This week the guys debate their favorite racing movies, recap Kyle Busch's historic run and what it will take to capture glory at Pocono Raceway. Other topics include Jeff Gordon, weight loss and balloons.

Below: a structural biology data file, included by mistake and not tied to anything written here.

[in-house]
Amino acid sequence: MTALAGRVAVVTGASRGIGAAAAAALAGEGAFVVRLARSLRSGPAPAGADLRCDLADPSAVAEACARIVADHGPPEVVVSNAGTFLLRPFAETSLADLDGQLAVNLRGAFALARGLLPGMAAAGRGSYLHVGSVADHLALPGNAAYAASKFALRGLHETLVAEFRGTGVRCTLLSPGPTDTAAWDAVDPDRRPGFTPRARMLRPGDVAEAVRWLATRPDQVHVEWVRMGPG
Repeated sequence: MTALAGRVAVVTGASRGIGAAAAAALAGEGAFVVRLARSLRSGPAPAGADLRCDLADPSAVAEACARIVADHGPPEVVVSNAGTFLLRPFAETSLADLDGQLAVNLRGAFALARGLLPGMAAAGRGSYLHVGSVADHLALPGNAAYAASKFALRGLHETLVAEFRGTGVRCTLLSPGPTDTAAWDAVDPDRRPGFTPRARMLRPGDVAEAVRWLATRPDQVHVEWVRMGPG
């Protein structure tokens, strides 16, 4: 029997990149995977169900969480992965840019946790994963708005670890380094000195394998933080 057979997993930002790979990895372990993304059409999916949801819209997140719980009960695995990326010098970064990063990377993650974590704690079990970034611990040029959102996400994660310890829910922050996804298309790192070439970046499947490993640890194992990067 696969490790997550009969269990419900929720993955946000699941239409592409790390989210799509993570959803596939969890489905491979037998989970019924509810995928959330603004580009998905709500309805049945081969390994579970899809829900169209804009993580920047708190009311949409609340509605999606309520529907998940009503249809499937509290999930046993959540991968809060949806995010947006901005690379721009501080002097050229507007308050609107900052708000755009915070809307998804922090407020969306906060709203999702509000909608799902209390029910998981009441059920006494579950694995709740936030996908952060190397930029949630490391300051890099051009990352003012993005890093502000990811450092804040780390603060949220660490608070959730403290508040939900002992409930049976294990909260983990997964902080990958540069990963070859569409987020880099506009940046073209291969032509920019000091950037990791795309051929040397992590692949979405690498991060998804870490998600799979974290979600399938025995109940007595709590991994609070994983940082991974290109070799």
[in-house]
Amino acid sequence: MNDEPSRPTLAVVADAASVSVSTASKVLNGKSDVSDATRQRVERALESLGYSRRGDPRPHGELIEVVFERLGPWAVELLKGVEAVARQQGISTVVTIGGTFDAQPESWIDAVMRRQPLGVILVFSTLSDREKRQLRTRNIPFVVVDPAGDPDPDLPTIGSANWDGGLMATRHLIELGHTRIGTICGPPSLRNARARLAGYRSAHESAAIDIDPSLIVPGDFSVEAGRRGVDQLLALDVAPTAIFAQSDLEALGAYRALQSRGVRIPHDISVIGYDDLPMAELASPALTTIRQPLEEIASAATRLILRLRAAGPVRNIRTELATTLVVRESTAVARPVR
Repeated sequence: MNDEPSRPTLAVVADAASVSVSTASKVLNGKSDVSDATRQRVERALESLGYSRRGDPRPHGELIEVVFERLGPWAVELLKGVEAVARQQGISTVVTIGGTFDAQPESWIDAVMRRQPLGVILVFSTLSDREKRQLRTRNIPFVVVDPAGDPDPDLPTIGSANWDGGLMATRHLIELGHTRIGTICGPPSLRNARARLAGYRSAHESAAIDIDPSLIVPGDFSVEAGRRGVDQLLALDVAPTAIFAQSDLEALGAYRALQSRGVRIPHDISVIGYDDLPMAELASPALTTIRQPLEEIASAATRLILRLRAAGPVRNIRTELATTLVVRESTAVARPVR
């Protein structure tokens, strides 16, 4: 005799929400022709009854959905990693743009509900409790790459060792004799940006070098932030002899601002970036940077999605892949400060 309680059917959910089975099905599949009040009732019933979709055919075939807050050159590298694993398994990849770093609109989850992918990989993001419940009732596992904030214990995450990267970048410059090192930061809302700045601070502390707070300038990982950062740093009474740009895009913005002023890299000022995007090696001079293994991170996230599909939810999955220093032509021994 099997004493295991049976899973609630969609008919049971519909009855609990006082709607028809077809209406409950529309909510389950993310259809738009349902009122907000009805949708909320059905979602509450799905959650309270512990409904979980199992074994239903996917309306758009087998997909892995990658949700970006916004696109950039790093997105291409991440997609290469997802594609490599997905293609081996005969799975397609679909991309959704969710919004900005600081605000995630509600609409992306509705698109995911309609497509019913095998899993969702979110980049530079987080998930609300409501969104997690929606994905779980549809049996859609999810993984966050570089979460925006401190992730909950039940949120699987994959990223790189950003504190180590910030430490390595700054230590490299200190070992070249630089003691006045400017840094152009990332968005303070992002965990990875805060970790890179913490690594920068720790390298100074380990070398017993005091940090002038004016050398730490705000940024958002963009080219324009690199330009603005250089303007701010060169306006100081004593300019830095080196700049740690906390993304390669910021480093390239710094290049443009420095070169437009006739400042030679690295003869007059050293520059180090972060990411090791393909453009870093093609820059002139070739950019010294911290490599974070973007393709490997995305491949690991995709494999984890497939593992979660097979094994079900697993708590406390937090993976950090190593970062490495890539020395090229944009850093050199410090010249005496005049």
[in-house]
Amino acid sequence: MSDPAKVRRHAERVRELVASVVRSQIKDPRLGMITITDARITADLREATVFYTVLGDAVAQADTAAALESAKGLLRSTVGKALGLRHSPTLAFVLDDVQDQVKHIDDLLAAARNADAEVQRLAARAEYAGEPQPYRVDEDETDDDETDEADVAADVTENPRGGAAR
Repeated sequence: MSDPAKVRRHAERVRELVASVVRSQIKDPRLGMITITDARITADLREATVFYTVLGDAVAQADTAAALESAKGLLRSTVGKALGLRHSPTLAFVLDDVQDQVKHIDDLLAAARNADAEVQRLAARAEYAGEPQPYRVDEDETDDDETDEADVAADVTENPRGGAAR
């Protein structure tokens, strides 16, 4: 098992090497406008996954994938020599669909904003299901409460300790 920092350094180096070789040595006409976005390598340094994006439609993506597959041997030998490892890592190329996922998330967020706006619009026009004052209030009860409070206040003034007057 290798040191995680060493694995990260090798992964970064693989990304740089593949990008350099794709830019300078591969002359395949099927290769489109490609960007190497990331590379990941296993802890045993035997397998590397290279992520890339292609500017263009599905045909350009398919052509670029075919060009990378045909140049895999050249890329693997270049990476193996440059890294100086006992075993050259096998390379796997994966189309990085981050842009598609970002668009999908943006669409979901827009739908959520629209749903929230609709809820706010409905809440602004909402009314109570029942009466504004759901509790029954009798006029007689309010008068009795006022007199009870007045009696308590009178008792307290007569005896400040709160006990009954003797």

Official Technology Partner of NASCAR to sponsor Aug. 2 race BUY: Pocono tickets RELATED: NASCAR, Hendrick team with Microsoft to drive innovation Pocono Raceway and Microsoft, an Official Technology Partner of NASCAR, announced Tuesday that the NASCAR Sprint Cup Series race scheduled for Aug. 2 will be named the Windows 10 400. The event will be held two days after the launch of Windows 10 when the new operating system will be offered as a free upgrade to customers with qualified Windows 7 and Windows 8 devices. "Today is an exciting day for us," Pocono Raceway President/CEO Brandon Igdalsky said in a track release. "Microsoft has been on the cutting edge of technology and innovation since its founding in 1975. The launch of their Windows 10 platform is something Pocono Raceway is extremely proud to promote during our final NASCAR race weekend of 2015. We look forward to celebrating with everyone from Microsoft, NASCAR and, most importantly, the race fans on Sunday, August 2nd." The sponsorship deal is the second new title-sponsor partnership for Pocono Raceway this year. In January, the track announced a deal with Axalta Coating Systems as title sponsor of its Sprint Cup race in June. Martin Truex Jr . prevailed in the 2.5-mile triangular track's first Sprint Cup event of the year. The Furniture Row Racing driver will be aiming to replicate Dale Earnhardt Jr .'s 2014 season sweep in next month's 400-miler. Earnhardt Jr., the defending winner of the event, will drive the No. 88 Microsoft Chevrolet SS. He debuted a Microsoft paint scheme last month at Sonoma Raceway, finishing seventh at the California road course. BUY: Earnhardt Jr.'s paint scheme "We're thrilled to build on our relationships with NASCAR and Hendrick Motorsports by engaging race fans in unique ways," GM of Windows Product Marketing at Microsoft Jeremy Korst said in the track release. "We're upgrading their experiences not only at the Pocono Windows 10 400 race, but also off the track with Windows 10. It's the best Windows ever. In fact, we built it in collaboration with our fans -- over 5.5 million Windows Insiders. And we're excited to offer a free upgrade, so that people all over the world can use Windows 10 to do great things." Pocono's Fan Fair and paddock areas will have displays and interactive experiences for fans and members of the NASCAR industry to relax and enjoy Windows 10 devices while interacting on social media with the hashtag #Windows10_400. FULL SERIES COVERAGE • Latest news • Standings • Schedule